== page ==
Although the name of Roger Corman was already familiar to me, I didn’t really fully understand how influential this man has been and how he shaped (and perhaps foreshadowed) the trends of popular cinema, whilst somehow surviving almost entirely outside the Hollywood machine.

Corman’s World takes us on a journey through Corman’s back catalogue. Though it would be impossible to make a comprehensive study of all his films (he has produced more than 300), the documentary touches upon numerous career milestones, some of which I hadn’t even heard of.

Corman had a tumultuous career, constantly striving to maintain his independence and producing all manner of movies. Known to many as the king of B-movies and exploitation cinema, Corman is a softly-spoken and private guy, who’s true motivations (beyond the simple fact that he enjoys to make movies) are difficult to pin down.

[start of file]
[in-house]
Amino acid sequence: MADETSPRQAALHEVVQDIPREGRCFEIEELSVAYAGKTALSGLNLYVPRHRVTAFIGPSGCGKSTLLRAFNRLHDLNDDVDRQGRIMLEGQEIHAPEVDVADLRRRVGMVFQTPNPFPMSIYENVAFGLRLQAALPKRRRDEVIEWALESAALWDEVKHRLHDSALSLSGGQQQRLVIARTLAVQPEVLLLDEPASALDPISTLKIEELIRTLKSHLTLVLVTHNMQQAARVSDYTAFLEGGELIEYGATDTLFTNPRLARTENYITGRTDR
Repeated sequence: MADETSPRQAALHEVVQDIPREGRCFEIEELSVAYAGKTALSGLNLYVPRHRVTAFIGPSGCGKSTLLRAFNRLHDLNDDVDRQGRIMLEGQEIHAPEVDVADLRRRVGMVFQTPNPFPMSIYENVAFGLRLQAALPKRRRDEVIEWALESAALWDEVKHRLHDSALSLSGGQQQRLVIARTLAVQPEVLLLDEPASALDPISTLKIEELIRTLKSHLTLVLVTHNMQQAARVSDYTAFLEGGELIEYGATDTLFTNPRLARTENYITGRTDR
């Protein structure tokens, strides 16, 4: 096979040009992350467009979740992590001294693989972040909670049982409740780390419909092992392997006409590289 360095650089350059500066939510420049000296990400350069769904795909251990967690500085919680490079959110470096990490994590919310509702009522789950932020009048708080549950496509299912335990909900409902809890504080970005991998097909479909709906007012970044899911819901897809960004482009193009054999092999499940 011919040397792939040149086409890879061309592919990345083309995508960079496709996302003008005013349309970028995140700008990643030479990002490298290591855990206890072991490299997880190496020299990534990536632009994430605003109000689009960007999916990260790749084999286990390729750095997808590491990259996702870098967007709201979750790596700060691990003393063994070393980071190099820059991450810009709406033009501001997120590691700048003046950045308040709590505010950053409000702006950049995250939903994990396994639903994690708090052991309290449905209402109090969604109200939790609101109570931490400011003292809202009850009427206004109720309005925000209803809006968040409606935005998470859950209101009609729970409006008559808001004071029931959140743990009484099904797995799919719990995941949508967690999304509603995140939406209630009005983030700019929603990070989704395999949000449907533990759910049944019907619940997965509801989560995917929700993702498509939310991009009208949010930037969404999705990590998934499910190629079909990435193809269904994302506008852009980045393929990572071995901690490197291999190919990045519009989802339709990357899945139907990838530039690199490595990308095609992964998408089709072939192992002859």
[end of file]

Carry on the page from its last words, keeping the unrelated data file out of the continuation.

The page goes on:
Yet what this documentary effectively illustrates is that he was making movies for film geeks and modern (perhaps younger) audiences long before Jaws and Star Wars came on the scene. It is also clear that he was a great moulder of men. Without him it is likely we would not have seen films from directors such as Jonathan Demme, Curtis Hanson, Martin Scorcesse and Ron Howard.

His story weaves through the history of cinema from the 1950s forward, yet Corman’s World also shows us how he tried to touch upon real-life issues. Corman worked with budgets small enough to allow him to tackle subjects that were contemporary when studio films were unable to take such risks.